What is a Goddess Pilgrimage and why are so many US, Canadian, and Australian women making pilgrimages to ancient holy places in Europe and Asia? The simple answer is that women are seeking to connect themselves to sources of female spiritual power that they do not find at home.
Traditionally pilgrims leave home in order to journey to a place associated with spiritual power. “Leaving home” means leaving familiar physical spaces, interrupting the routines of work and daily life, and leaving friends and family behind. For the pilgrim, “home” is a place that has provided both comfort and a degree of discomfort that provokes the desire to embark on a journey. The space of pilgrimage is a “liminal” or threshold space in which the supports systems of ordinary life are suspended, as Victor Turner said. A pilgrim chooses to leave the familiar behind in order to open herself to the unfamiliar—in hopes that she will return with new insight into the meaning of her life.
For feminist pilgrims, “home” inevitably involves the institutions of patriarchy that frequently intrude into personal relationships, structure the conditions of work, and deform the spirit. The feminist spiritual seeker desires to leave patriarchy behind. She sets off hoping to find a pre- or post- patriarchal world, a world in which female power is honored, and she is seeking the Goddess.
Because pilgrims generally leave home alone, it may seem surprising that Victor Turner named “communitas” as a central element in pilgrimage. In The Canterbury Tales, the pilgrims travelling together tell their stories. So too, on feminist spiritual pilgrimages, women tell stories. For some, the feminist community that emerges on the pilgrimage is the first they have known in which their stories, their questions, and the unspoken desires of their hearts are acknowledged. Even for those who have been part of feminist spiritual communities at home, a pilgrimage community is different. In the luminal space of the pilgrimage no one has to take a call from work or to leave early in order to tend to the needs of family members. Pilgrims have “set aside” time and space to focus on spiritual questions. They tell their stories to each other not to “pass the time” or to “fill in space,” but rather to search out the meaning of the story.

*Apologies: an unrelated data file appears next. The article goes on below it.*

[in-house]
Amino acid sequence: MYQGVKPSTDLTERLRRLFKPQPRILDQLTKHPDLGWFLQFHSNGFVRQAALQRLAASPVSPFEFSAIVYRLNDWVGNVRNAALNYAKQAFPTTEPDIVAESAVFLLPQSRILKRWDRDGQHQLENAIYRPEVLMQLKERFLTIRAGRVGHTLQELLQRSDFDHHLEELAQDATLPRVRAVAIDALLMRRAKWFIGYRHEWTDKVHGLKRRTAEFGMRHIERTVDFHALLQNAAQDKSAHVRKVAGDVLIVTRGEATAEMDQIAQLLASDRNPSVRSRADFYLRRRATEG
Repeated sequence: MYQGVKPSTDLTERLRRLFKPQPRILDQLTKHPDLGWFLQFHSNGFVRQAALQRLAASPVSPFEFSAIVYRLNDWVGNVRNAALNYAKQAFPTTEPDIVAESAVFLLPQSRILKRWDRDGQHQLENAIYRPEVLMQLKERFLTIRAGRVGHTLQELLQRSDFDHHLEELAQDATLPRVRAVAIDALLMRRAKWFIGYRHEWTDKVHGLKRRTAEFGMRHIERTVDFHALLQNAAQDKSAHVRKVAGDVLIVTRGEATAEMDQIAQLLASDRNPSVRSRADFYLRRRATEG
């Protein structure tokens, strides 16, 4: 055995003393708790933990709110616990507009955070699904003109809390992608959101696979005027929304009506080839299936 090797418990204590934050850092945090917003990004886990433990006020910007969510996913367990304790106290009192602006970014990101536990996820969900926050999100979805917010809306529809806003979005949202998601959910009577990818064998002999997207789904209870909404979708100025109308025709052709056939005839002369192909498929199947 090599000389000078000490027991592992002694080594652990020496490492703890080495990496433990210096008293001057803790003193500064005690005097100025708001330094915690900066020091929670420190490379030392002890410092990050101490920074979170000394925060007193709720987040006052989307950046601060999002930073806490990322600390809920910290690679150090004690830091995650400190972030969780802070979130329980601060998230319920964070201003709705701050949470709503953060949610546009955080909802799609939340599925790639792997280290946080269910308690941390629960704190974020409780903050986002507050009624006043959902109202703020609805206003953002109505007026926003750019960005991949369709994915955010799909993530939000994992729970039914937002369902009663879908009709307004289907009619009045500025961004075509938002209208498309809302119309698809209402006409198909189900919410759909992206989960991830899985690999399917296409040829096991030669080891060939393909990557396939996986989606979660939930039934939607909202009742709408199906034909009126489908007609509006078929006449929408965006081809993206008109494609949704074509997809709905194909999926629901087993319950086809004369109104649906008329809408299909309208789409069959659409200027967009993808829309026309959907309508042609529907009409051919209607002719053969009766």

Place is an important aspect of pilgrimage. Pilgrims leave home, not only because they are seeking “something more,” but also because they think they know where they may find it. Shrines of saints are said to be places of extraordinary power. North American and Australian women have been cut off from their ancestral connections to sacred places, and do not yet have traditions that connect them to the sacrality of their adopted lands. They are drawn to places where others have experienced the sacred as female—sacred caves and mountaintops, Goddess temples, shrines of the Black Madonna. Visiting sacred places of the Goddess while inhabiting luminal space, in the company of like-minded women, feminist pilgrims open themselves to revelation. As they walk on ancient paths, climb into the womblike spaces of sacred caves, and set their offerings on ancient altars, a knowing that had been intellectual enters into the cells of their bodies. Some receive insights that come in a flash. For others, the meaning of the journey unfolds over time. Few are disappointed. She is there.
Carol P. Christ , a founding mother in the fields of women and religion and feminist theology, is currently on a Goddess Pilgrimage to Crete with 19 other women. The next tours are in spring and fall of 2013. Carol’s books include She Who Changes and Rebirth of the Goddess and the widely used anthologies Womanspirit Rising and Weaving the Visions.